"The Croods: A New Age" "The Croods: A New Age"

Last week, we wrote that Dreamworks Animation and Universal’s The Croods: A New Age, a sequel to a hit from 2013 that many will have forgotten, would make an interesting test case for a North American box office threatened by rising infections and renewed theater closures. Well, early signs are good for Universal, in the circumstances.

The film opened domestically to an estimated $14.22 million (Wed–Sun), with a three-day (Fri–Sun) total of $9.71 million. If confirmed, these numbers will represent the biggest three-day domestic opening at the Covid-era box office. Warner Bros.’s Tenet launched with $9.4 million (Fri–Sun) in August; we have to go back to Pixar’s Onward, which took $38 million in early March, for a bigger number.

(A note on Tenet’s opening: $9.4 million is what the film took in its first three-day weekend, September 4–6. Warner Bros. initially reported an opening of $20.2 million, but later clarified that this number included previews dating back to August 31.)

Of course, $14.22 million is a tiny number when compared to past Thanksgiving debuts: this time last year, Frozen 2 opened to $130 million domestically over five days. But A New Age is fighting in a different battlefield: it only opened in 2,211 venues, at a time when the coronavirus cases is spreading like wildfire nationwide.

In these conditions, the film has performed well, beating expectations. Considering its budget of $65 million (before P&A) — less than half what the first Croods cost — Universal can be pleased. The studio backed A New Age pretty strongly, spending $26.5 million on tv and digital marketing, according to Deadline. Under deals it has struck with leading cinema chains, Universal can put the film on home release before Christmas.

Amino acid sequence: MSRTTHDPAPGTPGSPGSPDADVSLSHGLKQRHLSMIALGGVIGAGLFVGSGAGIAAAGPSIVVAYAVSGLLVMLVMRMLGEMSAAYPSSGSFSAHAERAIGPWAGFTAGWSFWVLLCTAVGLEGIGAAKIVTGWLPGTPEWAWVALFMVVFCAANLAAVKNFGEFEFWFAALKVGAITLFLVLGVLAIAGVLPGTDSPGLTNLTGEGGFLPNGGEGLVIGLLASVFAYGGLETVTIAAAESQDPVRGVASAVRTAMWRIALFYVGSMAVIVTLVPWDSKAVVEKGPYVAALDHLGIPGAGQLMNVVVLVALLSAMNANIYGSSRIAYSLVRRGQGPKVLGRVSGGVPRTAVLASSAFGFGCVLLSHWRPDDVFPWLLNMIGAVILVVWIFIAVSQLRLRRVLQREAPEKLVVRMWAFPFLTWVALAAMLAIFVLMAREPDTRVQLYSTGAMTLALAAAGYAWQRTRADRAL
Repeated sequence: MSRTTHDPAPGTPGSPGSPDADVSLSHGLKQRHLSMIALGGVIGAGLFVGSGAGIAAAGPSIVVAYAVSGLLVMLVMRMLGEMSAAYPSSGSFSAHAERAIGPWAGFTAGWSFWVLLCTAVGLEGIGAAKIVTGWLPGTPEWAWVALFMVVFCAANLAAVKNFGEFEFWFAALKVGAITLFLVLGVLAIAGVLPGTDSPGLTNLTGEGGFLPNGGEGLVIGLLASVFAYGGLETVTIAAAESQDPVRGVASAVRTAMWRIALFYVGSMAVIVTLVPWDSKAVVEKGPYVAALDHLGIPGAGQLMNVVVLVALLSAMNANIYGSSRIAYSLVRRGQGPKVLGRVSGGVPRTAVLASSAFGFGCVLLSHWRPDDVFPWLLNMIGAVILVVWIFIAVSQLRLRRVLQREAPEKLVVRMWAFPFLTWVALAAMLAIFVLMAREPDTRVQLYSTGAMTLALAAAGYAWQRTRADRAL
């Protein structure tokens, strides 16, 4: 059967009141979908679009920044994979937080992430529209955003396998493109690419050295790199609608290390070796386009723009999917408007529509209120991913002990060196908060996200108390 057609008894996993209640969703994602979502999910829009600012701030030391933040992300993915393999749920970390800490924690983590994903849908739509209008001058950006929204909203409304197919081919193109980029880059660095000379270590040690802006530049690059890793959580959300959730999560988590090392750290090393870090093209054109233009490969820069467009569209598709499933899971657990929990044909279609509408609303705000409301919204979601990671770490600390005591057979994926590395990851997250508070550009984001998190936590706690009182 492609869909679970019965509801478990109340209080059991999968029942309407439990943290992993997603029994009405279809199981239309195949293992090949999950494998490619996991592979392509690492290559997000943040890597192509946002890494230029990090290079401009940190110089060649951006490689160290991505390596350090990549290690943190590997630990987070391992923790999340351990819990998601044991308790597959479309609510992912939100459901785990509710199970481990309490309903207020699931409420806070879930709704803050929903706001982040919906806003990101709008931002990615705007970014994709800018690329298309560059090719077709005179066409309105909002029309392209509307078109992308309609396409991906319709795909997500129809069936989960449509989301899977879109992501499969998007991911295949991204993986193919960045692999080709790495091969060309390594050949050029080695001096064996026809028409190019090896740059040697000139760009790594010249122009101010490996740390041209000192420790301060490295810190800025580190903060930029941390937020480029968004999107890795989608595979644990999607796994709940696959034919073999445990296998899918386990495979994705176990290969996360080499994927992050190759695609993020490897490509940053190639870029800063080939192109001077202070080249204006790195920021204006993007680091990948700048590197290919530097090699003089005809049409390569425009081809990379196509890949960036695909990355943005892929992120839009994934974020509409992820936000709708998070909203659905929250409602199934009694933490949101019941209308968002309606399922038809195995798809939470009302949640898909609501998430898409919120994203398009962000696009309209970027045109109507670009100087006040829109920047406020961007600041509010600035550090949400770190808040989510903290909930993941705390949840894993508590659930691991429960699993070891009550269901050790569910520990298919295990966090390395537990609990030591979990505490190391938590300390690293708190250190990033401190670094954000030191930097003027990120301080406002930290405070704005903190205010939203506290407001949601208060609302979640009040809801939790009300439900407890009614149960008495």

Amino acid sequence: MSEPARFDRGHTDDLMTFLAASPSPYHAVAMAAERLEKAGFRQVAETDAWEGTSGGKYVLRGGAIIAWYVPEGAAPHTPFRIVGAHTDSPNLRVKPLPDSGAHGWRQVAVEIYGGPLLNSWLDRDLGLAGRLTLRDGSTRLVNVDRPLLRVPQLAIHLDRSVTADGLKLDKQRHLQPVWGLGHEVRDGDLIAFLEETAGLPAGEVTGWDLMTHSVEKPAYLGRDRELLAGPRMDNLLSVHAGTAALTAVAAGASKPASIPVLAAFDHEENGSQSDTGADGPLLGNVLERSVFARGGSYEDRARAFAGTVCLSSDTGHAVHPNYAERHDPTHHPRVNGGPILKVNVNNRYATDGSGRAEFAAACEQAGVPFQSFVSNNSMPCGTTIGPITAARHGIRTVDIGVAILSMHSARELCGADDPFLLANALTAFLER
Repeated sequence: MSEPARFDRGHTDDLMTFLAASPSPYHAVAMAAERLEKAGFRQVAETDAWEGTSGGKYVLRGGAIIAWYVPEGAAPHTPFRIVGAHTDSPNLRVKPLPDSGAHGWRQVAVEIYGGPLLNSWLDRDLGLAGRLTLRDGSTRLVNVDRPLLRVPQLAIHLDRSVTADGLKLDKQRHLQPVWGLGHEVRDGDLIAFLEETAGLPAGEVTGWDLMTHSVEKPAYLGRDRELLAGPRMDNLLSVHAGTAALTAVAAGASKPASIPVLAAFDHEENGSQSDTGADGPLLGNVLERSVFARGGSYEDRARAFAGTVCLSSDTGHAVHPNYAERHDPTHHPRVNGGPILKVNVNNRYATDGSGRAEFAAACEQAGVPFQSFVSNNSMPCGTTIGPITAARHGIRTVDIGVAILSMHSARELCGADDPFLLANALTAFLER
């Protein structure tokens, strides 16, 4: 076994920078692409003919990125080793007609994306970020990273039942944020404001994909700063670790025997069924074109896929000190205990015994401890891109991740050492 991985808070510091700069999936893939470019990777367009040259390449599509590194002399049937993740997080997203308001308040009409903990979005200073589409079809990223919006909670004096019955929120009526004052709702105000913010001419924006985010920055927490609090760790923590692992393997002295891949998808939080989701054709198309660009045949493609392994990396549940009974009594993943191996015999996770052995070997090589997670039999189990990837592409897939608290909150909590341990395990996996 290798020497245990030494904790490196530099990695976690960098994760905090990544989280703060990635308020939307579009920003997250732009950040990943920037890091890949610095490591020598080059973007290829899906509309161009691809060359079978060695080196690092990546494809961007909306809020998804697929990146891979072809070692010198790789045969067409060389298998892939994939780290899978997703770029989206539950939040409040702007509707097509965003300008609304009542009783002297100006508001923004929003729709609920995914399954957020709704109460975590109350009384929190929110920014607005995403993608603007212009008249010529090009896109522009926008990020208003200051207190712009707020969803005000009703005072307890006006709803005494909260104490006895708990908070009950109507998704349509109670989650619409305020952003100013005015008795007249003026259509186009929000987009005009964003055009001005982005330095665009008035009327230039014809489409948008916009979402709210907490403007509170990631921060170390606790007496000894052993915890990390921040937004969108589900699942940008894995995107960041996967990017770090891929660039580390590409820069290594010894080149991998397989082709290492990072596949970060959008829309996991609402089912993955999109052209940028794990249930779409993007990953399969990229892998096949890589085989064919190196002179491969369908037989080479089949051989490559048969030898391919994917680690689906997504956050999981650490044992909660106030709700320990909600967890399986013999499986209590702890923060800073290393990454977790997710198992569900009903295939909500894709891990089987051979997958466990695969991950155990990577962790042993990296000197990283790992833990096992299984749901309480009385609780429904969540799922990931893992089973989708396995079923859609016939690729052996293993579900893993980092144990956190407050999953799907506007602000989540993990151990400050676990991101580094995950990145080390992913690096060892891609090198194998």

A New Age also opened strongly in China, topping the (mostly reopened) box office with $19.2 million. That’s three times more than the first film’s debut in the country, where it went on to gross a strong $63.3 million (before its run was cut short due to “contract reasons”). Overall, A New Age pulled in $20.8 million from seven overseas markets, coming top in Saudi Arabia, the UAE, and Vietnam.

In our review of the film, we praised parts of its writing, but concluded, “A New Age strays close to the lunatic comedy of Dreamworks’ Trolls franchise … But whereas those films embrace their own oddness, pushing into surrealism, A New Age feels compromised: it never knows how seriously it wants to speak about its characters.”

In other news: Demon Slayer: Kimetsu no Yaiba the Movie: Mugen Train continues its rampage in Japan. The film has now sold 20,532,177 tickets for a cume of 27.51 billion yen (USD$264.63 million) in the country, according to its official Twitter account. This places it ahead of Titanic (26.2 billion yen) in Japan’s all-time box office, and behind only Spirited Away (30.8 billion yen).

Meanwhile, Dreamworks and Universal have another reason to be cheerful this week: Trolls World Tour looks set to top the Spanish box office for the sixth weekend running, according to provisional data from Comscore.

[Disclaimer: Common sense dictates that people should not be going to movie theaters during the middle of a pandemic, and Cartoon Brew strongly discourages anyone in North America from seeing movies in a group cinema setting at this time.]

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